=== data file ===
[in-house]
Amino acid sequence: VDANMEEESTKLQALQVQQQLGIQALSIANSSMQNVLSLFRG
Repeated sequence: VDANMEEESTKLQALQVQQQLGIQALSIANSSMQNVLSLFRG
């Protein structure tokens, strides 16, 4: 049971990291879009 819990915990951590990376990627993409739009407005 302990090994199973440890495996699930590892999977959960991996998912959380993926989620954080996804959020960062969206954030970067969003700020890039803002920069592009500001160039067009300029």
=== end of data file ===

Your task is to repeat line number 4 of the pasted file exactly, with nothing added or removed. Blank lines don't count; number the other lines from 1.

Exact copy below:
């Protein structure tokens, strides 16, 4: 049971990291879009 819990915990951590990376990627993409739009407005 302990090994199973440890495996699930590892999977959960991996998912959380993926989620954080996804959020960062969206954030970067969003700020890039803002920069592009500001160039067009300029």